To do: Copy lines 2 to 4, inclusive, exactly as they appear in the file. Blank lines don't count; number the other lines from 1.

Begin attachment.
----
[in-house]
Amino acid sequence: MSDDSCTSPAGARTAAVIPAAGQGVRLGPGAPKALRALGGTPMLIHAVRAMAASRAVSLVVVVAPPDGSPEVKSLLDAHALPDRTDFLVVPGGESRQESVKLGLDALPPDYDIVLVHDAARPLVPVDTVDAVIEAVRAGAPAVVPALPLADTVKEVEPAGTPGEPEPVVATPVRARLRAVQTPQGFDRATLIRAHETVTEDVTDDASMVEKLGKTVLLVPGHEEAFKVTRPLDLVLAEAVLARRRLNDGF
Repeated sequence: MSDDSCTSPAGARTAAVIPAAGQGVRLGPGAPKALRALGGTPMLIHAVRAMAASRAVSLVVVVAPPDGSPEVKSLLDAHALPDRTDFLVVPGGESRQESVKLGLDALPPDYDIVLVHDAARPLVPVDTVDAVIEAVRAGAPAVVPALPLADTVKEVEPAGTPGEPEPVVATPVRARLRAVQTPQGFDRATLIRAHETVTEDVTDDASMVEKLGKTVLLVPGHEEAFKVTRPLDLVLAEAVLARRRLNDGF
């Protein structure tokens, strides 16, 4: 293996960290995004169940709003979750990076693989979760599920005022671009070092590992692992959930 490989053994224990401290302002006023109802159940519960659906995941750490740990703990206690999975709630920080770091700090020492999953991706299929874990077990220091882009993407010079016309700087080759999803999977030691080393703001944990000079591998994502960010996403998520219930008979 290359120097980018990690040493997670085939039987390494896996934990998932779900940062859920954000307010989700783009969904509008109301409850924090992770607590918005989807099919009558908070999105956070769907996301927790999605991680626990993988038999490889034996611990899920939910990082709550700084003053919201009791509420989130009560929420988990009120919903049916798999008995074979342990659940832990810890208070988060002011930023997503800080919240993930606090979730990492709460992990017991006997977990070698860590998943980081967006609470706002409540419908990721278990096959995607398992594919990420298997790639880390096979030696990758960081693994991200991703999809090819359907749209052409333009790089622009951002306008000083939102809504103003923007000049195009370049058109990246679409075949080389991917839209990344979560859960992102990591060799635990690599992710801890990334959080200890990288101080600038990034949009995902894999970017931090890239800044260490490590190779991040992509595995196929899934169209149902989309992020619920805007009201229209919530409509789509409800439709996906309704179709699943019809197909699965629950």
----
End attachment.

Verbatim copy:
Amino acid sequence: MSDDSCTSPAGARTAAVIPAAGQGVRLGPGAPKALRALGGTPMLIHAVRAMAASRAVSLVVVVAPPDGSPEVKSLLDAHALPDRTDFLVVPGGESRQESVKLGLDALPPDYDIVLVHDAARPLVPVDTVDAVIEAVRAGAPAVVPALPLADTVKEVEPAGTPGEPEPVVATPVRARLRAVQTPQGFDRATLIRAHETVTEDVTDDASMVEKLGKTVLLVPGHEEAFKVTRPLDLVLAEAVLARRRLNDGF
Repeated sequence: MSDDSCTSPAGARTAAVIPAAGQGVRLGPGAPKALRALGGTPMLIHAVRAMAASRAVSLVVVVAPPDGSPEVKSLLDAHALPDRTDFLVVPGGESRQESVKLGLDALPPDYDIVLVHDAARPLVPVDTVDAVIEAVRAGAPAVVPALPLADTVKEVEPAGTPGEPEPVVATPVRARLRAVQTPQGFDRATLIRAHETVTEDVTDDASMVEKLGKTVLLVPGHEEAFKVTRPLDLVLAEAVLARRRLNDGF
């Protein structure tokens, strides 16, 4: 293996960290995004169940709003979750990076693989979760599920005022671009070092590992692992959930 490989053994224990401290302002006023109802159940519960659906995941750490740990703990206690999975709630920080770091700090020492999953991706299929874990077990220091882009993407010079016309700087080759999803999977030691080393703001944990000079591998994502960010996403998520219930008979 290359120097980018990690040493997670085939039987390494896996934990998932779900940062859920954000307010989700783009969904509008109301409850924090992770607590918005989807099919009558908070999105956070769907996301927790999605991680626990993988038999490889034996611990899920939910990082709550700084003053919201009791509420989130009560929420988990009120919903049916798999008995074979342990659940832990810890208070988060002011930023997503800080919240993930606090979730990492709460992990017991006997977990070698860590998943980081967006609470706002409540419908990721278990096959995607398992594919990420298997790639880390096979030696990758960081693994991200991703999809090819359907749209052409333009790089622009951002306008000083939102809504103003923007000049195009370049058109990246679409075949080389991917839209990344979560859960992102990591060799635990690599992710801890990334959080200890990288101080600038990034949009995902894999970017931090890239800044260490490590190779991040992509595995196929899934169209149902989309992020619920805007009201229209919530409509789509409800439709996906309704179709699943019809197909699965629950």